June 15, 2001
3 min read

Gender and androgen imbalances are keys to dry eye

Decreased androgens and aqueous tear production and increased evaporative tear loss result in inflammation of the ocular surface.

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EVANSTON, Ill. — Gender and androgen imbalances may be at the root of dry eye.

“The mechanisms that produce dry eye are not only a gender imbalance but also an androgen imbalance, and this results in inflammatory changes in the ocular surface,” said Marian S. Macsai, MD, chief of the division of ophthalmology at Evanston Hospital. She spoke about dry eye as a gender imbalanced surface disorder.

Over the past 5 years it has become recognized that tear production is the result of interaction of the cornea, lacrimal gland and brain — or the integrated ocular surface/lacrimal gland functional unit, in the words of Dr. Macsai.

“Afferent sensory nerve impulses from the ocular surface and nasal mucosa synapse in the brain stem with efferent, autonomic, secretory nerve impulses that enervate the lacrimal gland. Stimulation of this reflex loop results in the delivery of the tear fluid and proteins on demand to the ocular surface,” she said.

The key and the cause

So what is the key to unlocking the mystery of the dry eye?

“We know that 90% of patients who develop Sjögren's syndrome are women, and numerous studies have demonstrated that, in fact, there is a higher incidence of dry eye in women as we age,” Dr. Macsai said.

She reported that the cause of dry eye can be separated into two basic underlying etiologies: decreased aqueous tear production and increased evaporative tear loss.

“In our search for the cause of dry eye, androgen-sensitive ocular tissues have been identified. These include the lacrimal gland and the meibomian gland,” she said.

“Under normal circumstances, circulating androgens provide an anti-inflammatory environment within the lacrimal gland. In the presence of a normal level of circulating androgens, circulating T-cells find no inflammatory signals and undergo apoptosis, or programmed cell death, as they leave the tissue. However, at menopause there is a distinct drop in the level of circulating androgens, and if this drop is below threshold, the lacrimal gland is left vulnerable to inflammation.”

In this setting, any condition that would stimulate tear production can now initiate neurogenic inflammation in the lacrimal gland.

“When stimulated, the epithelial cells in the lacrimal gland secrete cytokines and antigens that subsequently attract more circulating T-cells, and because of these inflammatory signals, apoptosis of the circulating T-cells is aborted and the activated T-cells accumulate in the lacrimal gland,” Dr. Macsai said.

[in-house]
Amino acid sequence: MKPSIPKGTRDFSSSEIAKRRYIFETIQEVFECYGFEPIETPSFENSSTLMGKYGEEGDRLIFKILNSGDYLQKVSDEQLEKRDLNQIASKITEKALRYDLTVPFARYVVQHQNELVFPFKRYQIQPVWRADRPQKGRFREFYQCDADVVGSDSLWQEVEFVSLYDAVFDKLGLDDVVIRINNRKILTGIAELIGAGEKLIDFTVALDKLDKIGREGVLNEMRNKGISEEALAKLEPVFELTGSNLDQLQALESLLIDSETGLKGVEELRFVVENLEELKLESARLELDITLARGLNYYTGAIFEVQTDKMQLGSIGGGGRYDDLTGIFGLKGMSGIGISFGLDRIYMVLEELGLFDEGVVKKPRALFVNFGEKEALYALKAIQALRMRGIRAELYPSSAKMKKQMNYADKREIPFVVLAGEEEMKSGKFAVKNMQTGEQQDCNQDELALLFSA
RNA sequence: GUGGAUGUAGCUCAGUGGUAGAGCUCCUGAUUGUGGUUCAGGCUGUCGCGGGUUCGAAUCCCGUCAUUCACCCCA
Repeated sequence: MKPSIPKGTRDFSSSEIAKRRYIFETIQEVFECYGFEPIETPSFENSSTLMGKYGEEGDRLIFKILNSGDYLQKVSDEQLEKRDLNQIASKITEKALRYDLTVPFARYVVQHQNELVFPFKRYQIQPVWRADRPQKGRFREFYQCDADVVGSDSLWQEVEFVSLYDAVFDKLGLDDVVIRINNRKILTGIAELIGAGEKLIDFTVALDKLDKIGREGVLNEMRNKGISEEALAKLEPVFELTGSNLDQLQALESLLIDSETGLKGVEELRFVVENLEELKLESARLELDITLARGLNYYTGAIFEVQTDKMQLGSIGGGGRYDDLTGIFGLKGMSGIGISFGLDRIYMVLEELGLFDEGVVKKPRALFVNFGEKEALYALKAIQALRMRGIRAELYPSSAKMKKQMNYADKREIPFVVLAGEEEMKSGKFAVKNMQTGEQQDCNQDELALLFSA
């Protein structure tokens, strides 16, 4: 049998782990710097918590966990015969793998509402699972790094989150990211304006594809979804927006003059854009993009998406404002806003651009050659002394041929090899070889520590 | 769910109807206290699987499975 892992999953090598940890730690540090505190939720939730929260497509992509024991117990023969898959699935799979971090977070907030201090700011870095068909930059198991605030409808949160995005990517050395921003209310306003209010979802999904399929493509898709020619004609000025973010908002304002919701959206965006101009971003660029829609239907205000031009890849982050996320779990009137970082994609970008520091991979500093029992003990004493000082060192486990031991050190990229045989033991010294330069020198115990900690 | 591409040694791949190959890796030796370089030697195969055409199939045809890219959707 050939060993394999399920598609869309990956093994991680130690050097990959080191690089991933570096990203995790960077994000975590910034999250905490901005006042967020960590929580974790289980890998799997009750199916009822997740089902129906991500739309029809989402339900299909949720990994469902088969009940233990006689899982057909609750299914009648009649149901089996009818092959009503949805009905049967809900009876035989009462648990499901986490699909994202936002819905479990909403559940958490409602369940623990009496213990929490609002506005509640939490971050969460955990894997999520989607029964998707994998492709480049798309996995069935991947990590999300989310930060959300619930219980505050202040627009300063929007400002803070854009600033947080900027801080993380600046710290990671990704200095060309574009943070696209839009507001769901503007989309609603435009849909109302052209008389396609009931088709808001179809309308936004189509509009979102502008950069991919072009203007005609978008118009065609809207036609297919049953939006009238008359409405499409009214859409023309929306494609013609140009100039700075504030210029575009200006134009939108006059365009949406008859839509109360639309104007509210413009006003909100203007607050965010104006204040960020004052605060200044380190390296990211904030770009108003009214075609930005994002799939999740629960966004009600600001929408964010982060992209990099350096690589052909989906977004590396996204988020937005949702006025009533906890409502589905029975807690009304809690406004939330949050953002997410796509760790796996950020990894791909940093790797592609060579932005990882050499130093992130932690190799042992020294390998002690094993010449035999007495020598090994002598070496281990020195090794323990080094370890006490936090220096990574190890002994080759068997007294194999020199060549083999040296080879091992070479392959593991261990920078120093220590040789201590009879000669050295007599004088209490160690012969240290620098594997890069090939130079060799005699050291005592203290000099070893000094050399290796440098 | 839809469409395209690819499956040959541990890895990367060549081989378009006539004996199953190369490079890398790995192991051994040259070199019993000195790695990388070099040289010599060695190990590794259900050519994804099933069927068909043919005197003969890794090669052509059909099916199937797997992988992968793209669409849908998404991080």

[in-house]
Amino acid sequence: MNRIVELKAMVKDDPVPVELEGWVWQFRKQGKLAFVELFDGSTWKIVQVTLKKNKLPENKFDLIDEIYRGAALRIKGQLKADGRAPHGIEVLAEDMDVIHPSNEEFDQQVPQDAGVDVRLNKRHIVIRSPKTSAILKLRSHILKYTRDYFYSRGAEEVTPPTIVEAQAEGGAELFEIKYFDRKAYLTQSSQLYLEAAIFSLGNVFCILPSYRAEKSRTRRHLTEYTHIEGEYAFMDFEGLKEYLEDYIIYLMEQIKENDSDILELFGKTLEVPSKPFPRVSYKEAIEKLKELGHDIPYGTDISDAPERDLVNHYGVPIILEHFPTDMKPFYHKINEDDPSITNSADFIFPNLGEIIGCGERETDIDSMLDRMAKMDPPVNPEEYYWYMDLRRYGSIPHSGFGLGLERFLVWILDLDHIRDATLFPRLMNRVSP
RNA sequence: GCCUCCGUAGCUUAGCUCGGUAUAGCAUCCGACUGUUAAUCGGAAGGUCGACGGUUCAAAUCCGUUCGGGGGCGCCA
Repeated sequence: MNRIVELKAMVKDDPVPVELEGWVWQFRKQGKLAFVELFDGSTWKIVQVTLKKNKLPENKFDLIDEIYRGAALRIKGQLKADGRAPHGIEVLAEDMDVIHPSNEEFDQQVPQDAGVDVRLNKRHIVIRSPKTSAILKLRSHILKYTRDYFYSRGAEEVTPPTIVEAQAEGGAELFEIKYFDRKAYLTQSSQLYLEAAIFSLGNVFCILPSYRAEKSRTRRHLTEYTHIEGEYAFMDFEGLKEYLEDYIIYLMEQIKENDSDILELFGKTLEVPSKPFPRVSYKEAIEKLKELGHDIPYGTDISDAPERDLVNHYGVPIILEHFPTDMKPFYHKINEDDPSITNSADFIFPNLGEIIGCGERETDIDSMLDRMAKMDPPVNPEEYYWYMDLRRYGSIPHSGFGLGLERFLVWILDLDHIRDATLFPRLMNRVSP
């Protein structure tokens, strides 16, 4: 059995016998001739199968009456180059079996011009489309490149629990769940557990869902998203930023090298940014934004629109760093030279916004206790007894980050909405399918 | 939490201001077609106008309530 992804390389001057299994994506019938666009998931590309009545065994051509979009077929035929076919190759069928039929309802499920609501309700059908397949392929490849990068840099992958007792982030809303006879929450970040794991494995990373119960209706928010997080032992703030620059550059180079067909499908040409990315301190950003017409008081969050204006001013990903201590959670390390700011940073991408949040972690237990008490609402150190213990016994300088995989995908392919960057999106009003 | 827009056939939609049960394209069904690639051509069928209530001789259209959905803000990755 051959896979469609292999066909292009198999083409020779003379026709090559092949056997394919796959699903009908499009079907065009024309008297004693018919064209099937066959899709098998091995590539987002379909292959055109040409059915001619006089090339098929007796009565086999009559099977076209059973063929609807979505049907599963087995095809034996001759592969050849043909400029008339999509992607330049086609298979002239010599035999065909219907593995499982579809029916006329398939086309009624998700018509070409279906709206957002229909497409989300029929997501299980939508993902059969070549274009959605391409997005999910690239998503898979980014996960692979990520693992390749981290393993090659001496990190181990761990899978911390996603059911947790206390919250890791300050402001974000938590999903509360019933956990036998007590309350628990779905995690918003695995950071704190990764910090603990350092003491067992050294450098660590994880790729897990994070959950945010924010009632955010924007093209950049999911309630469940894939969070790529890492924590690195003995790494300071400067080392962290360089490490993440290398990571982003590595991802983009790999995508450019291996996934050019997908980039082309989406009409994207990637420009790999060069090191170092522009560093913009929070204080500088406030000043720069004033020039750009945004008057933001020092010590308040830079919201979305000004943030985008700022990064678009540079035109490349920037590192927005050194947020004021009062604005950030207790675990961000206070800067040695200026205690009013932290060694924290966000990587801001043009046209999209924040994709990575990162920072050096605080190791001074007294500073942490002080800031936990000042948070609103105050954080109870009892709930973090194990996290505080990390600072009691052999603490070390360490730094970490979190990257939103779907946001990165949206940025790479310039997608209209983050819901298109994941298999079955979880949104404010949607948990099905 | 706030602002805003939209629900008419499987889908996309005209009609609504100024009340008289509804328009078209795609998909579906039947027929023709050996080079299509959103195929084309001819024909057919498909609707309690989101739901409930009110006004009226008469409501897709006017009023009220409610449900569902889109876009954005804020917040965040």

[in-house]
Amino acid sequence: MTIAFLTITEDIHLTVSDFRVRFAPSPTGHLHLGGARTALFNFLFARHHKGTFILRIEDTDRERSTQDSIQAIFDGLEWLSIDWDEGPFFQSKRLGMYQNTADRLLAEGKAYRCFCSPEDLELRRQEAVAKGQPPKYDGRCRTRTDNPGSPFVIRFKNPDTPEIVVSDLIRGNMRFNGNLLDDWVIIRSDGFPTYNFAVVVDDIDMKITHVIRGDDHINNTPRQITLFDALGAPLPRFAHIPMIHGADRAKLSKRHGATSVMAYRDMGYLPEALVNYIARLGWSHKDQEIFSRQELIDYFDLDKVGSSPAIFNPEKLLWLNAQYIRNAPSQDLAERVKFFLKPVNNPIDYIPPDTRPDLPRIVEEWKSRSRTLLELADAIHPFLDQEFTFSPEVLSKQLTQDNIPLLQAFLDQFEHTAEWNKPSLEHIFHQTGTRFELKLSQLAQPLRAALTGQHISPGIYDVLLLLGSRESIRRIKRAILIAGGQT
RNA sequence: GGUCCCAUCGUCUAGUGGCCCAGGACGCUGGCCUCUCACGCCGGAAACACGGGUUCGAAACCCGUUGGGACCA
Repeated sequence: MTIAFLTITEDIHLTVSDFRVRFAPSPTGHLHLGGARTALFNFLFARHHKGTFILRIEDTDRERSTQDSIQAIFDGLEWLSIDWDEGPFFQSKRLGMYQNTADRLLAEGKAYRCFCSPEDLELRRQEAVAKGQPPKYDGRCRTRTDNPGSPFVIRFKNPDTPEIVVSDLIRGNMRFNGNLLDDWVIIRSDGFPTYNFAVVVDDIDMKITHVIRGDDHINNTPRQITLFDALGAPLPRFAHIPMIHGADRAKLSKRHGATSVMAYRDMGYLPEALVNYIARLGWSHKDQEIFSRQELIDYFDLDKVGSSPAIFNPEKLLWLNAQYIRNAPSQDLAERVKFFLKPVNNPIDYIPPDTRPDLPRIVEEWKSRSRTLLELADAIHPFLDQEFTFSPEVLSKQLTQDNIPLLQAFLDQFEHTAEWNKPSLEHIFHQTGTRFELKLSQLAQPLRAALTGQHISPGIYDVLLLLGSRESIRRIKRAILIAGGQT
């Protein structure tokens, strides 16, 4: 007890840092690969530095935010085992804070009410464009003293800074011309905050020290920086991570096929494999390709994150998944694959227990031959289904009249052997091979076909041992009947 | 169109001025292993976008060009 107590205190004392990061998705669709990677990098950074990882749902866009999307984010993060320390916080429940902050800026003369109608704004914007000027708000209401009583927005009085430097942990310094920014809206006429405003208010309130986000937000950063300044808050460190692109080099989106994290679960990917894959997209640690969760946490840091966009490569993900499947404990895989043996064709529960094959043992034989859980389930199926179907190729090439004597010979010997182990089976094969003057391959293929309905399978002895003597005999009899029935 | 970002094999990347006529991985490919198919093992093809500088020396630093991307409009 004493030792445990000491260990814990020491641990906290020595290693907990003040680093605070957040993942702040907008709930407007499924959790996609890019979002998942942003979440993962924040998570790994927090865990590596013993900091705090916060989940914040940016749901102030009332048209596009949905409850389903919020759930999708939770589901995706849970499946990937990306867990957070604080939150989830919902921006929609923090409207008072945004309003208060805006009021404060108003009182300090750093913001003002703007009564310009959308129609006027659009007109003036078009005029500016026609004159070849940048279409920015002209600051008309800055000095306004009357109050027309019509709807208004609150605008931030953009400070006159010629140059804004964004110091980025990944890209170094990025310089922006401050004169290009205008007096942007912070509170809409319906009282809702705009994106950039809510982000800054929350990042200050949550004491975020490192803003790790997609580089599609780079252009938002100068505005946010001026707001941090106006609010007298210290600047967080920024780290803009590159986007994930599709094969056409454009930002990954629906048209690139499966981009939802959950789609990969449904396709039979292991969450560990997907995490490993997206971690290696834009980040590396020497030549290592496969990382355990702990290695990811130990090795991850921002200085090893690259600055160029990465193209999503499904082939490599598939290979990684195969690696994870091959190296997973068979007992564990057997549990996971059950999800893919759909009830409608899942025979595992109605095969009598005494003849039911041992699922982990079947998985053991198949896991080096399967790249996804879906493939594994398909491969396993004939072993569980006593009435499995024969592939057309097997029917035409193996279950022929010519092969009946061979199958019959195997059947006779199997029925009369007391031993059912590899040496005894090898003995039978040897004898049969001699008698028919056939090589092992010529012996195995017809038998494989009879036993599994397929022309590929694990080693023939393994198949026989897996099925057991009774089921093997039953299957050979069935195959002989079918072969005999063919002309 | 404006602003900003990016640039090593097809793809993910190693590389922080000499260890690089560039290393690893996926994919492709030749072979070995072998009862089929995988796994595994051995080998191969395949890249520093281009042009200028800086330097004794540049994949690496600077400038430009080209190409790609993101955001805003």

The activated T-cells secrete pro-inflammatory cytokines that recruit additional T-cells to the tissue of the lacrimal gland, and the inflammatory process is accelerated as the T-cells gather in the lacrimal gland.

“Due to this inflammatory process and the T-cells that gather in the lacrimal gland, the epithelial cells in the lacrimal gland undergo apoptosis,” she said.

The tears that are secreted contain pro-inflammatory cytokines and further initiate inflammation at the ocular surface.

“As a result, the inflammation in the cornea and conjunctival epithelium increases as the volume of tears decreases and the tear composition changes. Therefore, decreased tear production and clearance result in inflammation of the ocular surface,” she said.

The androgen connection

Androgens affect both the lacrimal and meibomian glands and consequently will alter the tear film.

“The androgens stimulate the Meibomian glands to produce lipids, which maintain tear film stability and prevent tear film evaporation. When androgens decrease below threshold, there is a distinct correlation with the presence of meibomian gland dysfunction in the evaporative dry eye,” Dr. Macsai said.

Inflammation from these increased androgen levels results in decreased aqueous tear production due to decreased function of the lacrimal gland, and increased evaporative tear loss due to decreased function of the meibomian glands. However, she stressed, the question of which androgens are responsible for this process has not yet been answered.

“Testosterone, prolactin and estrogen have all been suspected, but no one individual hormone has been identified as the etiology. Most likely a combination effect is the source of the problem,” she said.

Decreased androgen levels exist in menopausal women, in aging men and women, in patients with Sjögren's syndrome and other autoimmune diseases and in patients with complete androgen insensitivity syndrome. In all of these conditions, Dr. Macsai noted, dry eyes may be present.

“Further research will hopefully define the role of androgen imbalance in ocular surface disease and elucidate whether androgen replacement, topical or systemic, may reverse this inflammatory process,” she said.

For Your Information:
  • Marian S. Macsai, MD, can be reached at Evanston Northwestern Healthcare, Division of Ophthalmology, Evanston, IL 60201; (847) 657-1936; fax: (847) 657-1949; e-mail: mmacsai@enh.org.